By Richard Thomas
If the idea of Welsh whiskey leaves you scratching your head, it shouldn’t. Just because you’ve never heard of it doesn’t mean it fails to make sense. Perhaps it is half-forgotten because the Welsh were the first of the Celtic nations of the British Isles to be subjugated by those pesky English (during the reign of Edward I, to be precise), but the Welsh are at least as Celtic as the Scots or the Irish. The Welsh have their own Celtic tongue, and 20% of the population speaks it, over 580,000 people. Welsh Gaelic speakers vastly outnumber the Gaelic speakers of Scotland, and as a proportion of their population, the Welsh are only slightly behind the Irish in speaking the old language.
As it is with language, so it is with whiskey. The Welsh are Celtic Britons, and distilling is in their blood, despite being severely overshadowed by the Irish and Scots. Indeed, the Welsh whiskey tradition secretly courses through the history of American whiskey.
One of the earliest recorded distilleries in Wales was opened in 1705, in Pembrokeshire. This distillery was owned by the family of one Evan Williams, whose name ought to sound familiar to Kentuckians and other assorted bourbon lovers. Williams immigrated to the United States during the Revolutionary War, settled around Louisville, and began distilling in 1783. His story is hardly the only one with Welsh roots, and a lot of what American whiskey fans think is an Irish or a Scots influence on their whiskey-making is really Welsh.
Welsh whiskey slipped into obscurity due largely to 19th Century temperance movements. Prior to modern times, the last distillery in Wales closed in before World War One. A half-hearted stab at bottling blended scotch in Wales was crushed by Scottish litigation, leaving the way open for Penderyn. Building its distillery in Brecon Beacons National Park, Penderyn shipped its first commercial product in 2004, thus becoming the first distillery on Welsh soil in almost a century.
I’m starting our series of Penderyn reviews with their Madeira-finished single malt not just because it is billed as the distillery’s “house style.” The aging process also has some personal appeal for me, combining as it does bourbon and Madeira casks. I was raised in the Bluegrass, and spent my teenaged years so close to bourbon country that the vapor was in the wind if it blew east. Later, I followed my heart to Portugal, and even though Madeira wine is made out on some semi-tropical island in the Atlantic, the idea of a bourbon-and-Madeira aged whiskey rings a bit like my life story in a bottle.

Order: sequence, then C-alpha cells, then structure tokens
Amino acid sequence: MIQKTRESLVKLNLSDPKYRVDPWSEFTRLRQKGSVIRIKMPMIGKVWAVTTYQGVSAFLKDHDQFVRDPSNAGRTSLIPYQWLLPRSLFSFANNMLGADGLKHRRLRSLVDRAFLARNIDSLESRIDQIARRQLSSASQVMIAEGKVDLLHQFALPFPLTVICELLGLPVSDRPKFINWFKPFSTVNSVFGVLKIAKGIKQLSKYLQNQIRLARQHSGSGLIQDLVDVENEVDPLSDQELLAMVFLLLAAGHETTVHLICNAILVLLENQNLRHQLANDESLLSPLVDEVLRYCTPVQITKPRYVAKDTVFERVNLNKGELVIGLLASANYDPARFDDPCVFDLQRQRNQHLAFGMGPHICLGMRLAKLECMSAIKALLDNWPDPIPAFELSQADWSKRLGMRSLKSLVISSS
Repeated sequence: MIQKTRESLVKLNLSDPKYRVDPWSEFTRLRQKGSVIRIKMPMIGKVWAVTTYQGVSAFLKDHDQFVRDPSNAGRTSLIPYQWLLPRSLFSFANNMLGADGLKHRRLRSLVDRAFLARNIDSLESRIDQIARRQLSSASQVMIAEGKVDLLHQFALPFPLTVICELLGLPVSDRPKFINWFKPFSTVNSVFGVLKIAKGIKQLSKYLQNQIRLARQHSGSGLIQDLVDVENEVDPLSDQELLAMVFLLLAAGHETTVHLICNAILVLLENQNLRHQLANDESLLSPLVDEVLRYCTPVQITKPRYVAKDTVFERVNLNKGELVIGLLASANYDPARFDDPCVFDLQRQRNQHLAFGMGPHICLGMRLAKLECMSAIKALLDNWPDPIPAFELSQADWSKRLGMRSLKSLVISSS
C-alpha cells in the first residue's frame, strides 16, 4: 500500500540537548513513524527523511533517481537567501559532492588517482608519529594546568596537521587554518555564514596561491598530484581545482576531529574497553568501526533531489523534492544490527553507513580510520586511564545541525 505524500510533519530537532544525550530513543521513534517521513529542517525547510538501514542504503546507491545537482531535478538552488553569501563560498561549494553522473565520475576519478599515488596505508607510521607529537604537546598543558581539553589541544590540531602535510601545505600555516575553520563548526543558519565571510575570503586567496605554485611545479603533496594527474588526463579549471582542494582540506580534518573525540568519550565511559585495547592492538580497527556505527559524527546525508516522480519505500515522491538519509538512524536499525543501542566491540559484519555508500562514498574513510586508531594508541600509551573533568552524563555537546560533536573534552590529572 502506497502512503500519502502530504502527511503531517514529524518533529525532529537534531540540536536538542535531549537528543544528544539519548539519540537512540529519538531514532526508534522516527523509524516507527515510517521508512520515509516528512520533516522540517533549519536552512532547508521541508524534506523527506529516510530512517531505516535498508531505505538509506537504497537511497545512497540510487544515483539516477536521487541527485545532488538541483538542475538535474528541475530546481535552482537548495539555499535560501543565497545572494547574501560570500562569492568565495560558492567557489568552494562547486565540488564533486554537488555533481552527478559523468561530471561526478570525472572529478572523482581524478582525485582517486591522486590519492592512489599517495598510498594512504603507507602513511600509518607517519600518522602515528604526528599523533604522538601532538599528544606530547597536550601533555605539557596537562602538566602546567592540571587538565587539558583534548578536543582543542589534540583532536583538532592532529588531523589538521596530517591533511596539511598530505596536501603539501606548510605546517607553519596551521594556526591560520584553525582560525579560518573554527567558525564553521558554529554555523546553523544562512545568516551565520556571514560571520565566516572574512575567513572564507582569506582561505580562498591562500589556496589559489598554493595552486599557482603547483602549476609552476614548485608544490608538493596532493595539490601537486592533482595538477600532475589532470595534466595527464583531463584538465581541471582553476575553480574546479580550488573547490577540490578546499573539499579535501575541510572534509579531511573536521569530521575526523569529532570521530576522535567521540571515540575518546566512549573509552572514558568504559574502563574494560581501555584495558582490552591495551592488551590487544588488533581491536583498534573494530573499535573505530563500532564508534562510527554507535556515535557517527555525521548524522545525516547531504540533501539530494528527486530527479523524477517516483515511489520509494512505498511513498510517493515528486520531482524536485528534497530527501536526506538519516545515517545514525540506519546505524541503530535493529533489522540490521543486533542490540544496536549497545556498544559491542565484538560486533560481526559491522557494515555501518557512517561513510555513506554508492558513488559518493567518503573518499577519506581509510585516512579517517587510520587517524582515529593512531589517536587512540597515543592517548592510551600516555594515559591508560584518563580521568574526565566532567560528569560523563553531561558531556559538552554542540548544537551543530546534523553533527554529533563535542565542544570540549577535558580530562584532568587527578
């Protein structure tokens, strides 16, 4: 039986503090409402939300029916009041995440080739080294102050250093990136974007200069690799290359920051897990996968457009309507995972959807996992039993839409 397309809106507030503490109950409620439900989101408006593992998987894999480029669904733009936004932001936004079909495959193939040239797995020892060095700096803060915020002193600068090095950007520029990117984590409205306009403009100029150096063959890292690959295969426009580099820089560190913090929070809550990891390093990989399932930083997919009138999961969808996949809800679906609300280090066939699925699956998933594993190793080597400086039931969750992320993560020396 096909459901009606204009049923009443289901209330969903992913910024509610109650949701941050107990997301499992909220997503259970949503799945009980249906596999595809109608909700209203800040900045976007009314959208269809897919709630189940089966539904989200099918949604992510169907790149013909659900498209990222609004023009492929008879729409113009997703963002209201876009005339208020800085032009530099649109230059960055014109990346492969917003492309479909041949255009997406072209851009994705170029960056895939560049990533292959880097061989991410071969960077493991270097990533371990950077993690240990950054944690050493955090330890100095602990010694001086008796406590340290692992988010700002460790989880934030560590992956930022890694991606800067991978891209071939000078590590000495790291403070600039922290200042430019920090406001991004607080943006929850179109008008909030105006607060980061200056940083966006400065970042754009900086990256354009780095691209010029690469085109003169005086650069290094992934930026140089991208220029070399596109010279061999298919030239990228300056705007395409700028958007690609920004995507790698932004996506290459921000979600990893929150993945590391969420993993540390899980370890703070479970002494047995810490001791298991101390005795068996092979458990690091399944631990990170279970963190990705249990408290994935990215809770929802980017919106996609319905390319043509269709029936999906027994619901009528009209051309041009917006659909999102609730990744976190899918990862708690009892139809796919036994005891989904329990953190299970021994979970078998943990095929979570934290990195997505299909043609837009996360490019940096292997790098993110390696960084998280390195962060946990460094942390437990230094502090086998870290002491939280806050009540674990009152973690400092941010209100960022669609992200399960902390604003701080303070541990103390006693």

This basic Penderyn single malt is matured in old bourbon casks, and then finished in Madeira wood. It carries no aging statement, and is bottled at 46% alcohol. That bottle is quite different from the norm in the whiskey business, looking more like what a wine producer with Euromodern styling might use.
That choice of bottle and labeling style is somewhat appropriate for the Penderyn Madeira Finish, because in the glass the whiskey has a semi-translucent, pale gold color akin to a hefty white wine. The aroma of the whiskey is distinctively crisp in its fruity, vanilla sweetness, a lot like a big, dry and oaky white wine, in fact. That’s the Madeira finishing at work, I’m sure.
The whiskey stays thickly sweet on the palate, tasting of a mixture of honey, vanilla, and autumn fruits like apples or pears. The woody nature of the whiskey shares center stage, as does its ginger-spiciness. The finish, which is mild and of a middling length, leaves the wood behind and winds down on the spice and fruity aspects.
After growing up in Kentucky and living in Washington, DC (better known as “that pestilential swamp on the Potomac”) for 13 years, I have come to think of whiskey as better left on the shelf during the hot, sweltering summer months. That is what whiskey cocktails and things like mint juleps are for. That said, I think I’ve finally found a single malt I would recommend sipping neat at the end of a sweltering, steamy day.* The Penderyn Madeira Finish’s combination of fruity sweetness and crispness make it the sort of thing you could drink in hot weather without cooking yourself, and its smooth, simple virtues make it a good choice for a light sipping whiskey.
At $60 to $70 in the United States, Penderyn Madeira Finish is too expensive to serve as a regular sipping whiskey. However, it’s status as an imported micro-spirit with an unusual personality make it worth the price tag.
In Europe, Penderyn is somewhat cheaper. I’ve seen it for sale on the internet for €36, and Penderyn lists the whiskey at £38 (UK postage included) on its website.
This Penderyn whiskey started collecting awards at the 2004, 2008 International Wine and Spirits Competition (IWSC), where it bagged a silver. Whisky gave it a “Best of” for “Other” types of whiskeys without an aging statement in 2008, and Malt Advocate gave Penderyn their micro-distillery award that same year. In 2011, the whiskey won silver, Best in Class at the IWSC and gold at the Whiskeys of the World Masters.
* Just because I endorse it for summer drinking does not mean you should commit the sin of putting ice in it.